How to Prepare Interior Doors for Painting - Matt the Painter

How to Prepare Interior Doors for Painting

Large hallway with gold and red walls
Complete Your Stairway with These Painting Tips
February 28, 2018
Classic living room
Steps to Prepare Your Home for an Interior Painting Project
March 31, 2018
Show all

How to Prepare Interior Doors for Painting

Interior with door and armchair

Painting an interior door is not a project where you simply slap on the paint and “Voila!” – you are finished. To make sure the project is done right, you need to follow specific steps. You can choose to paint the door either attached or unattached. The following information covers both ways to paint an interior door.

Before you begin your painting project, you will need some tools. To paint an unattached door, you will need screwdrivers and a hammer. For both an attached or unattached door, you will need a paintbrush, palm sander, drop cloth, and sanding block. If you can do so, it is better to paint the door unattached as it simply is easier to do and you often get better results.

Painting an Unattached Door

To paint an unattached interior door, you will need to remove all the door’s hardware. Take the old hardware to a retailer to buy replacements. What is great about painting an unattached door is the fact you can paint it outside, which allows for better ventilation.

When removing the door, use a screwdriver and hammer to remove the lower hinge pin. You should have someone help you when you do this task; position the door on sawhorses for painting. If the door is paneled, paint the recessed panels first followed by the horizontal rails and vertical stiles. If you paint following this approach, you will not create extra brush marks.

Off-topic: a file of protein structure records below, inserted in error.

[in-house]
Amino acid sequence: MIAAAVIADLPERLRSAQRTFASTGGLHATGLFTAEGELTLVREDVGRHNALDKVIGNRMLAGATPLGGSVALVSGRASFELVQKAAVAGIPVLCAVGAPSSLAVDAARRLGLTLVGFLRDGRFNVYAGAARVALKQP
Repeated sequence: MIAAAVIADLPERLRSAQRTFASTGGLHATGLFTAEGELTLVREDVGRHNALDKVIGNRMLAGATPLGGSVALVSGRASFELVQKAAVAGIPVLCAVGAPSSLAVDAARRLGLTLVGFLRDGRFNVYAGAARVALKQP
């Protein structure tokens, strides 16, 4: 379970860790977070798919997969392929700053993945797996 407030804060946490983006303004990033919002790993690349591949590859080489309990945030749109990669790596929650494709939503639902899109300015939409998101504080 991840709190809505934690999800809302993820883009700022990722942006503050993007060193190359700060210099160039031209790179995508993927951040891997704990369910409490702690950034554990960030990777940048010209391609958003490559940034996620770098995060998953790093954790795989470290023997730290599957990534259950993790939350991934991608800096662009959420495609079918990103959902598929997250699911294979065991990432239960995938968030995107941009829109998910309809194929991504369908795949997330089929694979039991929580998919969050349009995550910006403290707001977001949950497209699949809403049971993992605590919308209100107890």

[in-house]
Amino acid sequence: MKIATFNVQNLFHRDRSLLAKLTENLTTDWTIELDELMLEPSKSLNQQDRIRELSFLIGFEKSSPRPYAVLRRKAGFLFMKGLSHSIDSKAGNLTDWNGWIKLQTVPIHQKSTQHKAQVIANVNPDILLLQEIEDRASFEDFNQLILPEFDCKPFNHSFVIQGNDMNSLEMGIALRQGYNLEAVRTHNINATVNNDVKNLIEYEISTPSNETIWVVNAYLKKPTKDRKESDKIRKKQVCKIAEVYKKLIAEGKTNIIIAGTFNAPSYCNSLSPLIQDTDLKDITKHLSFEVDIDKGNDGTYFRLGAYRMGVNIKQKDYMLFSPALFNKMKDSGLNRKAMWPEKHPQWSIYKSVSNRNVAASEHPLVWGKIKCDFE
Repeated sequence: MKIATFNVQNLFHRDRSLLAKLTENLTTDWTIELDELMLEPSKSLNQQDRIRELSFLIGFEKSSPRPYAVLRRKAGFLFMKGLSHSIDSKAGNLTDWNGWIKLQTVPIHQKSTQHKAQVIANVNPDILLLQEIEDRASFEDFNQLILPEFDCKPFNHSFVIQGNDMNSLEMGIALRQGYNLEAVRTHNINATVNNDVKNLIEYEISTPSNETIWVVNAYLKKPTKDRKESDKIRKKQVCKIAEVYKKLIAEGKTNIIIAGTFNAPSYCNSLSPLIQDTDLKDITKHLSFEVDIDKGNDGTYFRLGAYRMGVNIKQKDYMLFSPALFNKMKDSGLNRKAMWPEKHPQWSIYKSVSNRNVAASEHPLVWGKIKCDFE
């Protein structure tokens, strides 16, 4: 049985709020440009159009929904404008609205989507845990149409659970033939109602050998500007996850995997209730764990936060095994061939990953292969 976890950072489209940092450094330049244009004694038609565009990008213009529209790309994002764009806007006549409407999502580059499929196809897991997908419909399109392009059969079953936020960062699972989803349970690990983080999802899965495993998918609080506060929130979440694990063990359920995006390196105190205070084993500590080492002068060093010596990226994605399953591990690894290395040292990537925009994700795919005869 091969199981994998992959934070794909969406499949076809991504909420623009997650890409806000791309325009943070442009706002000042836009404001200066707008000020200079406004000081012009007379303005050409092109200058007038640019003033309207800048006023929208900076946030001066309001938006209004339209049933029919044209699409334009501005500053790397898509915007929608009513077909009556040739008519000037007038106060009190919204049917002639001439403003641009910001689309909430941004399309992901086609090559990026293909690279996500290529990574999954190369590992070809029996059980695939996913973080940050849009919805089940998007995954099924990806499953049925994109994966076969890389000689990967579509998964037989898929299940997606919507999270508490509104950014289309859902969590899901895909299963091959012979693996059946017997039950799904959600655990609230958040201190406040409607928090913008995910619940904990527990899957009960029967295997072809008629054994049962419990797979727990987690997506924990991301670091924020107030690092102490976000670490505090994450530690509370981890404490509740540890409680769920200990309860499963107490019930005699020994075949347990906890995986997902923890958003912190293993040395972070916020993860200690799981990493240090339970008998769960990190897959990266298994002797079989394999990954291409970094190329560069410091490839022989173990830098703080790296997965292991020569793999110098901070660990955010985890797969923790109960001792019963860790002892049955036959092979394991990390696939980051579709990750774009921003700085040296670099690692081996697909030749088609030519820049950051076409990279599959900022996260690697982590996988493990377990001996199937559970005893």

After you have painted the door, allow it to dry completely. Should you need to paint the door a second time, lightly sand it before wiping it with a tack cloth. Once you are done painting the door, you should seal the bottom and unpainted edge of the door with a wood sealer. This small, albeit important measure, will keep moisture from absorbing the wood. Water causes swelling and warping, which leads to problems with opening or closing the door.

Painting an Attached Door

If you choose to paint an attached door, apply the paint to the top panels on the inside first. Smooth the paint application by brushing the paint and running the brush along the grain. Paint the recessions before applying paint to the panel faces. If the door features a center vertical stile, apply paint to this part next. Blend the brush marks of the stile with the horizontal rails.

The rails on the door are the framing sections that run horizontally. When applying paint to this section, always begin with the top rail and apply the paint from top to bottom. Next, paint the remaining stiles, beginning on the left side of the door. Feather the wet brush marks appearing on the rails. Make sure you paint in as straight of line as you can along the perimeter where the rails and stiles meet. Be careful about creating any splatters or runs on the door’s face.

If the door you paint is flat, you do not have to take it off its hinges. However, removing the hardware, such as the bolt and knob, will make the painting job easier. Again, make sure you avoid splattering or dripping the paint. You should finish the perimeter with a small paintbrush.

Comments are closed.